Supporting parents of toddlers, teacher compensation top discussion at Rep. Davids’ early childhood education forum

Rep. Sharice Davids (center with microphone) led a discussion on the importance of early childhood education at an event in Kansas City, Kan. on Wednesday. Tyrone Bates Jr., the Shawnee Mission School District’s coordinator of diversity, equity and inclusion, left of Davids, was among the panelists.

Engaging parents of newborns and toddlers and elevating the profession of teaching dominated a discussion on the importance of early childhood education at a panel convened by Rep. Sharice Davids Wednesday.

“I want to figure out ways that I can help at the federal level,” Davids said. “It should not be that someone’s ZIP code determines the access that they have to a whole host of things, but for sure education is one of those things, healthcare is one of those things, housing is one of those things. And all of these really work together in a lot of ways. That holistic approach to education really starts at the earliest ages, from early childhood and pre-K all the way through to higher ed and skills training programs.”

Panelists included:

  • Lisa London – director of Project Eagle and Educare
  • Dr. Tyrone Bates – coordinator of diversity, equity and inclusion for the Shawnee Mission School District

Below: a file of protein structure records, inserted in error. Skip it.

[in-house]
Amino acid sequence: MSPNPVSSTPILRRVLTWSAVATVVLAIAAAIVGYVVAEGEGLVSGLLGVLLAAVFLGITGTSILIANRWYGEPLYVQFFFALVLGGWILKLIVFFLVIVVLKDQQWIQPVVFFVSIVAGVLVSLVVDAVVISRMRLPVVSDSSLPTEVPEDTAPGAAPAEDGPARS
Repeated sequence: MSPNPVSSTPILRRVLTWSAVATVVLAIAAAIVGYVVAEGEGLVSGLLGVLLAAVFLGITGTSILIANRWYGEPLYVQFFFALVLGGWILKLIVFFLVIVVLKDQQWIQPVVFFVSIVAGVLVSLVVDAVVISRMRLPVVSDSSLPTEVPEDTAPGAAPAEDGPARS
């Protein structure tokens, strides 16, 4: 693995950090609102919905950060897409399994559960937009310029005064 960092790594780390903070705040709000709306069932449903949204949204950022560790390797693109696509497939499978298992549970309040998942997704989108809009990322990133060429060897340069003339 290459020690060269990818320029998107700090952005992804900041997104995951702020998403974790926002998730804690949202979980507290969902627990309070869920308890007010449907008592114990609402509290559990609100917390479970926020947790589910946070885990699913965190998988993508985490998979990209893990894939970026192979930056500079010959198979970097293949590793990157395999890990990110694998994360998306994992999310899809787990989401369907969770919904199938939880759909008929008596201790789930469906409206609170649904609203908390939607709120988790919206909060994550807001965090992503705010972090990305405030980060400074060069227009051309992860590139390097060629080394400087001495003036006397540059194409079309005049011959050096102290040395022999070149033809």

• Paula Neth – vice president of programs, The Family Conservancy
  • Dr. Eva Horn – special education professor and coordinator of the Early Childhood Unified Program at the University of Kansas
  • Terrie VanZandt-Travis – executive director of Growing Futures Early Education Center in Overland Park

Across the discussion, panelists said that early childhood education is an issue best addressed as a community because parents, schools and businesses all benefit from providing access to quality education for children ages 0 to 5. To do so often requires support for parents and families of children as much as it does the children themselves.

“Children and families that are in poverty are living in a state of disarray every day,” Bates said, noting that providing resources for adults of young children is critical. “Our children that show up to school at the age of 5 ultimately show up five years behind. So they’re already behind but their education is five years behind.”

Panelists argued that respect for educators must be elevated, and teachers also must be more properly compensated. Doing so would also strengthen the field of early childhood education.

The full video of the panel discussion can be viewed below: